Ambassador Linda Thomas-Greenfield
U.S. Representative to the United Nations
New York, New York
January 25, 2022
Thank you, Prime Minister Store, for convening this very important session. And thank you Mr. Secretary-General and President Maurer for your remarks today. I would also like to express my appreciation to Ms. al-Mutawakel for her presence with us today. And I’d also like to take a moment to welcome the presence of Ghana’s Vice President and Gabon’s Foreign Minister here with us; we reiterate our welcome to the Security Council.
As we all know, around the world, cities are growing. The latest UN estimates predict that two-thirds of the world will live in urban areas by 2050. These trends are exacerbated by conflict and the climate crisis. The clear truth is, protecting civilians in urban settings will only become more important going forward and the threat to civilians is horrifying, as we’ve heard from our briefers today.
Explosive weapons have made it devastatingly easy to threaten and kill large groups of civilians. In some instances, armed actors go so far as to use civilians as human shields. In others, they deliberately place military objectives near civilians – sometimes purposely seeking out the highest concentration of innocent people. Putting schools, hospitals, civilian infrastructure in deliberate danger is wrong. So is the terrible and prevalent sexual violence perpetrated against women and girls – as well as boys, which is not often discussed. And I’m particularly concerned by children pulled into conflict in urban settings. Boys and girls are often recruited as child soldiers, while attacks on schools and hospitals have disrupted their ability to receive an education, medical care, and humanitarian aid.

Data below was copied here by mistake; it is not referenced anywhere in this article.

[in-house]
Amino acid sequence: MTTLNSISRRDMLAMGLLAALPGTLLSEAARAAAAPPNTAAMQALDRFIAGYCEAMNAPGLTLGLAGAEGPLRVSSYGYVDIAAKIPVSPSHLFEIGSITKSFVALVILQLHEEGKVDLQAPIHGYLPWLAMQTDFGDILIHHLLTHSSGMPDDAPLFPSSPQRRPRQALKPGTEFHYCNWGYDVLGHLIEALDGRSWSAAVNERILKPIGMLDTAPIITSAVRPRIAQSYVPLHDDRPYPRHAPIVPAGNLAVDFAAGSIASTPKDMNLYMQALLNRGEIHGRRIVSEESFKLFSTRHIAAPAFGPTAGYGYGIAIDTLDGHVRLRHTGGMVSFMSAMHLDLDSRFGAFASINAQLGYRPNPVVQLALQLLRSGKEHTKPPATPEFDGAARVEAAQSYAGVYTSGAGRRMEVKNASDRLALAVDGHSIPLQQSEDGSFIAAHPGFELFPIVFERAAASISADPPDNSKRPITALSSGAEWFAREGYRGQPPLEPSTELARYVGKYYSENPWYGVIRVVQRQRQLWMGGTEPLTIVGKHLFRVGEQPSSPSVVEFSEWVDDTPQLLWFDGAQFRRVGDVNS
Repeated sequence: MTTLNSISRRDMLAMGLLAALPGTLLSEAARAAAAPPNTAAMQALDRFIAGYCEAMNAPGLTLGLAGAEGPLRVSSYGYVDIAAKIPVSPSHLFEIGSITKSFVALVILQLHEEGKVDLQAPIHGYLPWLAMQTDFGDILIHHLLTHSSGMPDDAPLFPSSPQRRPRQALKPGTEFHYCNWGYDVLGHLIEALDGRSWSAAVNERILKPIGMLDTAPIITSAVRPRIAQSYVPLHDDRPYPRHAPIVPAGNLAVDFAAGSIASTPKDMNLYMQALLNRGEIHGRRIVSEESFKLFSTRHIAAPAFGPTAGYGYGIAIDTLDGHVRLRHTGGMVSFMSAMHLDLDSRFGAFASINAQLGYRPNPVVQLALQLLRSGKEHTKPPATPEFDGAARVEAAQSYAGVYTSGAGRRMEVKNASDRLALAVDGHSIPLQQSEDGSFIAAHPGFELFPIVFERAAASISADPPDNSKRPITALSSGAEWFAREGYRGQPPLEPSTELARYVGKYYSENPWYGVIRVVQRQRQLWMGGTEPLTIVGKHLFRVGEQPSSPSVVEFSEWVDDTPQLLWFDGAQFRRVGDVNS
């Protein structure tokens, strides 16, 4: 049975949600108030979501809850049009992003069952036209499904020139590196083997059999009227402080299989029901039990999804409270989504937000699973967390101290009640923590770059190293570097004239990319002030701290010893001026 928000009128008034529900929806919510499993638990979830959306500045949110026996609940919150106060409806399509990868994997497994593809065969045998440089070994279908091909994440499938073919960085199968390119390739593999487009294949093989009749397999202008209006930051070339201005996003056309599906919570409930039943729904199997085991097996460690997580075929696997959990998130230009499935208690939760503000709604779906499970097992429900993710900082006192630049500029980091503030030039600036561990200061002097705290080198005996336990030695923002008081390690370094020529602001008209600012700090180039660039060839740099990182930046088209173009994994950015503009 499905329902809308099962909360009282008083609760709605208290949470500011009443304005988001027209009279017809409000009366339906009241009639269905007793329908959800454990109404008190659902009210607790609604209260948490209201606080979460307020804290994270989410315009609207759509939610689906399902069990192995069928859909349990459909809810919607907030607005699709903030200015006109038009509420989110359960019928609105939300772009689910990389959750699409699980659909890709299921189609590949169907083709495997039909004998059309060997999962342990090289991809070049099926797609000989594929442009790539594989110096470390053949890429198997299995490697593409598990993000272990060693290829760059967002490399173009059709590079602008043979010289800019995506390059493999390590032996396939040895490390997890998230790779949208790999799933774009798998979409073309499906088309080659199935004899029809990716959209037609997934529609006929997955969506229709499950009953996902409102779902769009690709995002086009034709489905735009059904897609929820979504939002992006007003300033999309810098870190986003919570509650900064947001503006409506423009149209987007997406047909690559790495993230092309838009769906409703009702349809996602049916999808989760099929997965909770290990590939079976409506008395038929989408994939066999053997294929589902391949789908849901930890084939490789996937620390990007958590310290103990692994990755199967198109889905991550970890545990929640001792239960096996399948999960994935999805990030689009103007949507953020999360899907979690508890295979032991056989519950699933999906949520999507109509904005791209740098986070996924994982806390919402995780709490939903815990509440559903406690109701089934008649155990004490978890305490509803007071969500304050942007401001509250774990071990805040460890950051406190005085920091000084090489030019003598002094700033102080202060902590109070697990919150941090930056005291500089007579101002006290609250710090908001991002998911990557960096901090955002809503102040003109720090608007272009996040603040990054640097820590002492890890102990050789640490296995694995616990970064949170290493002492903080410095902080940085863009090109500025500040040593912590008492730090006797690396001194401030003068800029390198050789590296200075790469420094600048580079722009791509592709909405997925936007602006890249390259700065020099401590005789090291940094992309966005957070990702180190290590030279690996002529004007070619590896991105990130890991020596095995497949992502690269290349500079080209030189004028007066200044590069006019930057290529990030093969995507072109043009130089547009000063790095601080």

On the subject of humanitarian access: we also all know that one technique of armed groups is to throw up unnecessary and dangerous impediments, ones which prevent civilians and displaced persons from accessing and receiving lifesaving aid. Humanitarian workers and medical workers in urban settings are also getting attacked more and more frequently.
I do not want to dwell on this long list of challenges because we all know them too well. Instead, I want to focus on what we can do about them. And I am optimistic that we can work together on this, because we have had recent consensus on this issue in the Security Council. Last April, during Vietnam’s presidency of the Council, we unanimously adopted Resolution 2573, demanding that all parties to armed conflict fully comply with their obligations under international humanitarian law. We also strongly condemned the starvation of civilians as a weapon of war.
To build on this consensus, we should make progress on some of the practical steps the Secretary-General laid out in his 2018 report on Protecting Civilians in Armed Conflict. As a first step, parties to armed conflict must respect applicable international humanitarian law. To make this commitment clear, Member States should adopt and enforce national policies to support the effective implementation of international humanitarian law.
Of course, often the perpetrators are non-state armed groups. They, too, must abide by these laws. We all need to clearly communicate that to them and hold them accountable. To start, states should implement improved accountability measures to hold themselves to a high standard; that means conducting assessments and investigations, acknowledging civilian harm when it happens, and making serious efforts to assist harmed civilians. And we should work together to develop frameworks for addressing the most pressing challenges. As just one example, the United States has been working with a number of other states, led by Ireland, to develop a political declaration on explosive weapons in populated areas.
Our claim to maintain international peace and security is only as strong as our results. We have an obligation to uphold international humanitarian law, to turn those lofty and important words into real and practical protections for civilians. The world’s civilians are counting on us. Let us live up to their expectations, enable their hopes and dreams, and do everything in our power to protect them.
Thank you, Mr. President.